Ghost Chili for Chicken?

Discussion in 'Feeding & Watering' started by Tiff, May 18, 2020.

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  1. Tiff

    Tiff New Member

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    I doubt it’d be much of a good idea to give her any ghost chili peppers, cause I spent all day severely burning from it soaking me. Someone in my previous Botany class mentioned giving her birds peppers because birds don’t taste capsicum. Only mammals do because we have teeth to chew seeds the plants want to live on, birds can eat and defecate them out, so they aren’t targeted.
    But man is that pepper hot. I’d imagine bell peppers are fine, but is it ok for me to give her any?
     
  2. Sarah1up

    Sarah1up Member

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    Dude, I’d have to have a little more scientific evidence than that to feel comfortable. Have you googled anything about it? It wouldn’t surprise me but, like I said, I would be hesitant.
     
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  3. robin416

    robin416 Administrator Staff Member

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    I've heard of others using ground red pepper as a wormer. Does it work? No clue. But I haven't wormed my birds in years after reading a study done on horses. I just wanted to see how it worked out with chickens.

    I'm also cautious like Sarah when it comes to giving my birds something I can't be sure of. They can't tell us not to do it again. And the outcome could be a negative one.
     
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  4. Sylie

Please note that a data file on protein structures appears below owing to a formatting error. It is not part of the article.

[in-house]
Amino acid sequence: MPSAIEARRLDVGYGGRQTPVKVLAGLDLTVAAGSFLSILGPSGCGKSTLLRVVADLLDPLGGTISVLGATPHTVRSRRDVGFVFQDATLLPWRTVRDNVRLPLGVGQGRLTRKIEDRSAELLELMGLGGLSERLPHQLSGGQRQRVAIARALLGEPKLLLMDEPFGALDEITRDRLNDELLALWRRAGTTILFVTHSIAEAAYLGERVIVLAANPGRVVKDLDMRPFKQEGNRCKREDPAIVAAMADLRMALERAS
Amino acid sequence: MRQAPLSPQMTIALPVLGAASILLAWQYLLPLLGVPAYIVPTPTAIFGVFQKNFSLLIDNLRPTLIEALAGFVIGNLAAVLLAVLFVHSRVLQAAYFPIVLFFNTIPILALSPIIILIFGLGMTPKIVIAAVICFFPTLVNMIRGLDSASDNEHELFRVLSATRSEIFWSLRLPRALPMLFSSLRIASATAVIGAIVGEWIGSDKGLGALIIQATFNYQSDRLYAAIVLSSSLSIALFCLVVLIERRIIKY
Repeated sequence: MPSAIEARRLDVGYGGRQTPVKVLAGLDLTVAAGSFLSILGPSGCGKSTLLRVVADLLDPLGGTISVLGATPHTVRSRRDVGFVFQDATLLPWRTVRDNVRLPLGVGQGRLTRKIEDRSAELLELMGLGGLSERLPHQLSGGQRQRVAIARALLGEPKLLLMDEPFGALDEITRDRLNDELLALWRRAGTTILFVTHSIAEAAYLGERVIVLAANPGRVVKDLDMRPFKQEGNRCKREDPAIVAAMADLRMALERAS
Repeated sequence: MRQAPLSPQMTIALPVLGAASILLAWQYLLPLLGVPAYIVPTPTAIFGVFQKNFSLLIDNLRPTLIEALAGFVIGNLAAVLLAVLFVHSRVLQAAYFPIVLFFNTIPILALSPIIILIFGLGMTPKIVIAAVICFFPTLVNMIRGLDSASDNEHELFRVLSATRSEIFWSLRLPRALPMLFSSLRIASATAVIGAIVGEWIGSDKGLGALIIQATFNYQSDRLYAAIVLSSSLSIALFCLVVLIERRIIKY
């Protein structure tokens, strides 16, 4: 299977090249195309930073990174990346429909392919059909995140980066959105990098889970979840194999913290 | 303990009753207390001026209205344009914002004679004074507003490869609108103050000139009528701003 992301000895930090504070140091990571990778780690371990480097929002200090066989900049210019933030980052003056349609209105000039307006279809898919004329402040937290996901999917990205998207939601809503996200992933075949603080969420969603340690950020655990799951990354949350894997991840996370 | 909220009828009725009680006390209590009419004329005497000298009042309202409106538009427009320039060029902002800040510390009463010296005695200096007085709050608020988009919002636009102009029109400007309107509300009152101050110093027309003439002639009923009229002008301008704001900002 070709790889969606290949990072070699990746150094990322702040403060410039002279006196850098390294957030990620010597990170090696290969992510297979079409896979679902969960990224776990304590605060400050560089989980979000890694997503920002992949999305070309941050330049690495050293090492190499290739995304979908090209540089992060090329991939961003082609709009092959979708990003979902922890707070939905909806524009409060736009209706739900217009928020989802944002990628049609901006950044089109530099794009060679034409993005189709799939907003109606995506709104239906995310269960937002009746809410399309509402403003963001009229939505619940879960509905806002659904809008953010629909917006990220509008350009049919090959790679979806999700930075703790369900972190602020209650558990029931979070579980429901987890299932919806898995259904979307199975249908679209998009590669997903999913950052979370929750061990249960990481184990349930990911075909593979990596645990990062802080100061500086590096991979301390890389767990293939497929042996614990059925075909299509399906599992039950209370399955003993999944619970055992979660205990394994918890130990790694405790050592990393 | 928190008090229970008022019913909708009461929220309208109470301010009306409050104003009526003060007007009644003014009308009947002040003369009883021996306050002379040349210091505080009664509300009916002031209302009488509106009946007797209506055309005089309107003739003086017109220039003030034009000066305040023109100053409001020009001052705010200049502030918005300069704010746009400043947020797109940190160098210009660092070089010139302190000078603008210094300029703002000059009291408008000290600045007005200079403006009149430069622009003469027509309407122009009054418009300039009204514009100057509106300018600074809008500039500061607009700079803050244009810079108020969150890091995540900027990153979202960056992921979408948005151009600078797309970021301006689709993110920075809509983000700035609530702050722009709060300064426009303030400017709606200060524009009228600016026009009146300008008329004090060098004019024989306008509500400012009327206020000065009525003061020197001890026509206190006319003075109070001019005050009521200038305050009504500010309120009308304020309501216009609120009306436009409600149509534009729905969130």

Sylie Super Moderator Staff Member

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    I would not give them ghost peppers, the seeds do have the most capsicum and heat but the flesh itself does too and in a ghost pepper, you are looking at possibly blistering their tongues, soft tissues of their throats etc. Even if they don't taste it, the chemicals are still there and will do the damage.
    Please don't do it.
     
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  5. TomC

    TomC Active Member

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    I don't see any benefit in giving them the peppers. As far as I know, there is nothing in the peppers, vitamins, minerals, etc., that they can't get elsewhere. The risk for unknown harm is to great, especially, if they can't taste it and have the opportunity to spit it back out. Even if they could taste it, there are many things that animals will eat that are harmful to them.

    As keepers of the chickens, it is our responsibility to protect them from possible harm. It just seems like a cruel joke to play on an unwitting, defenseless animal.
     
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  6. robin416

    robin416 Administrator Staff Member

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    Tom, chickens supposedly don't have heat receptors for things like capsaicin. So, it's not like they'd look for gallons of water to drink to kill the fire.
     
  7. Tiff

    Tiff New Member

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    How come you don’t worm your birds?
    : -0
     
  8. robin416

    robin416 Administrator Staff Member

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    Many years ago I read a published paper about horses and worming programs. They looked at what happens if horses weren't wormed every month. I don't remember how long this study was but in the end they determined that a horse with a strong immune system was capable of keeping internal parasite loads at a minimum without worming.

    I was curious, what would happen with chickens?
     
  9. Sarah1up

    Sarah1up Member

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    For goats, horses and other grazing animals, rotational grazing can be enough to ward off a lot of intestinal parasites. I would think that having two chicken runs you could rotate between would accomplish something similar. I should totally have two runs and try it out.
     
  10. Tiff

    Tiff New Member

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    Have you noticed that boosting your chicken’s immune system keeps parasites at bay?
     
  11. robin416

    robin416 Administrator Staff Member

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    I didn't do anything special for them outside of clean water, fresh food, clean digs and fresh air.